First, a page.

public sector

The Tyranny of Testing – Is the Backlash Coming?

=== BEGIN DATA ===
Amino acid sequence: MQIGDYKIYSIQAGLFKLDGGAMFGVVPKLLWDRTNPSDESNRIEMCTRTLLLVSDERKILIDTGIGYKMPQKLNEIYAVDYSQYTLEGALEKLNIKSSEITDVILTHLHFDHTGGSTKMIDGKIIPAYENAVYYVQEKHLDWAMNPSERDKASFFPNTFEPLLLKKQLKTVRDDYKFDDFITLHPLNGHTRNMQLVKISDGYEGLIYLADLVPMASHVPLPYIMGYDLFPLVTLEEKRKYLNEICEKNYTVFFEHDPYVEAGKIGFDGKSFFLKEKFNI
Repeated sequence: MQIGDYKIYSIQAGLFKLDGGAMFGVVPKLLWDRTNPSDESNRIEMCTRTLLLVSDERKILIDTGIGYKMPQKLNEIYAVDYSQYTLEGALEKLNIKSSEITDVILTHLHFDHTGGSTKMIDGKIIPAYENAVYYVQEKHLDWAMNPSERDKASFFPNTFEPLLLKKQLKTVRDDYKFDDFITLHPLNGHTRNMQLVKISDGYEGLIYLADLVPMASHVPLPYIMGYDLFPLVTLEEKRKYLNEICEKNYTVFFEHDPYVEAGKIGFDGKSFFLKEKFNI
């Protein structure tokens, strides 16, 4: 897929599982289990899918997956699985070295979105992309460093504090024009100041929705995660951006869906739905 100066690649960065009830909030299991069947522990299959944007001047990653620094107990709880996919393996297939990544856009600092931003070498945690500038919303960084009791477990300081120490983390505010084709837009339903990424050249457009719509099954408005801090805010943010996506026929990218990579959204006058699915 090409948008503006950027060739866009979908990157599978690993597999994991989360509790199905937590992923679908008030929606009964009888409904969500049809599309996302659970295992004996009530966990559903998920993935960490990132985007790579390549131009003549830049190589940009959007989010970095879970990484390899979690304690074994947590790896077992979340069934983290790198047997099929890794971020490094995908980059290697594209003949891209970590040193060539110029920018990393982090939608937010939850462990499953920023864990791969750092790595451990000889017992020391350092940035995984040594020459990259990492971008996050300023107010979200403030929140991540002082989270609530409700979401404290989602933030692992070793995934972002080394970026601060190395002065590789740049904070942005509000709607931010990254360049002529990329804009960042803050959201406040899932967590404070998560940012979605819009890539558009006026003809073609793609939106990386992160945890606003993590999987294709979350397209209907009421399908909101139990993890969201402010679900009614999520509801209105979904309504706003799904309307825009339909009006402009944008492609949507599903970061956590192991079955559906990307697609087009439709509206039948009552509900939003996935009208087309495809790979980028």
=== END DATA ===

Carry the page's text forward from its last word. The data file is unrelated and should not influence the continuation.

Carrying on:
By Warwick Mansell, freelance education journalist Image © Jeff Pioquinto, SJ    “The system has to change. I don’t really know what the answer is, but I do know we don’t get the best out of our pupils by demoralizing or devaluing their teachers.” So began a heartfelt blog posting published in March 2014 by a young teacher who has been grappling with what seems to be England’s increasingly suffocating professional-accountability-through-student-assessment regime.  To an outsider such as me  – I am a journalist and parent whose children have yet to go through compulsory education – it seems as if English schools are in the grip of a kind of insanity. A system which has an internal logic, but begins to look more than a little crazy when you stand back.  The “system,” then, is results-driven accountability in which schools’ futures, and those of their teachers, are shaped by the performance of their students in assessments, often in a narrow range of academic subjects.  This concept will be familiar to readers elsewhere; England’s structure has similarities to that which has been used in the United States under the No Child Left Behind Act. We are certainly not alone in having a system which puts pressure on children to do well in assessments.  But the many ways in which student assessment results have become high-stakes not just for learners but for the institutions educating them still makes England’s system remarkable, and worth trying to understand.  EDUCATION BY NUMBERS England’s schools are held to account, first, through a kind of market system, with the performance of each institution’s students in externally-marked English and maths tests at age 11, then in more external exams which pupils take between the ages of 14 and 18, published in Government-overseen “league tables” which parents peruse and use when choosing schools. The schools then succeed or struggle in part according to those choices.  The achievements of pupils in these assessments are also the key measures used by inspectors who come and visit schools and then write reports on their overall quality.  Government ministers can now also order the transfer of schools to private – though non-profit – management if results are deemed not good enough. On the other hand, schools with rapidly-improving scores can see their principals given a knighthood, England’s highest honour. Performance-related pay has now been mandated on the profession, such that – in a development that the teacher with whom this blog started said was sapping his enthusiasm – teachers are often expected to justify their position by demonstrating that pupils are making constant progress when assessed.  Image © audiolucistore MY SCHOOL IS WORRIED MORE ABOUT MY GRADES THAN ABOUT ME This structure of basing how schools and teachers are judged on the performance of their students, usually in external exams, can be justified on the grounds that everybody, surely, should want pupils to achieve their best, especially in those assessments that are central to the accountability regime; English and mathematics.  The question is whether it is helping to create the kind of educational experience we might want for children. I tweeted a question about this in December, after my wife was told by a friend that her five-year-old had told her he “didn’t like learning” because of the pressure of assessment he was already encountering. In response, one parent wrote to me at length about her concerns about constant testing as experienced by her child, saying pressure built on schools to demonstrate constant progress with young pupils. In January, the charity Young Minds, which campaigns on young people’s mental health, published a survey of 2000 11 to 25 year-olds which found that more than half felt failures if they did not achieve good grades. More shockingly, perhaps, 49% agreed with the statement “my school is/was more worried about my grades than about me.” And if, as many will tell you, this regime is creating stressed-out teachers who believe they can no longer be trusted to do their jobs without worrying about what the next set of exams might bring, and that good people might leave the profession as a result, it must be worrying. LIFE IN, AND OUT, OF THE EXAM FACTORY That was certainly one of the themes of focus group meetings with teachers around England last summer, which I attended on behalf of a major science education organization. Meanwhile, in February, a prominent teacher wrote a blog saying she was leaving teaching because: “I see children channelled into becoming automatons, devoid of life and hope, sitting listlessly asking ‘just tell me what I need for the exam’ and I want to weep.”  When I posted a link to this blog on social media, this was one of the responses: “I am going too…no other job, mortgage to pay but can’t continue the lie. Crying as I read this.” Also in March, the Guardian newspaper published a report on the pressures of England’s “exam factory” schools, saying “long hours, endless [exam grade] targets, worried children” meant teachers were “quitting in droves.” The piece began with a story of a drama teacher lamenting how she could no longer put on musicals with older students because of the time demands of preparing them for tests and the fact that the drama hall was needed for exams. It is difficult to change our system, a position about which I hope to write more in my next blog. But I do wonder if a backlash is coming against at least some of the worst problems being generated by this system. If so, it is not before time. Warwick Mansell is a freelance education journalist, specializing in investigating the examination and testing system and its implications for teaching. His work can be found published in the Guardian and the Times Education Supplement. He is the author of Education by Numbers: The Tyranny of Testing.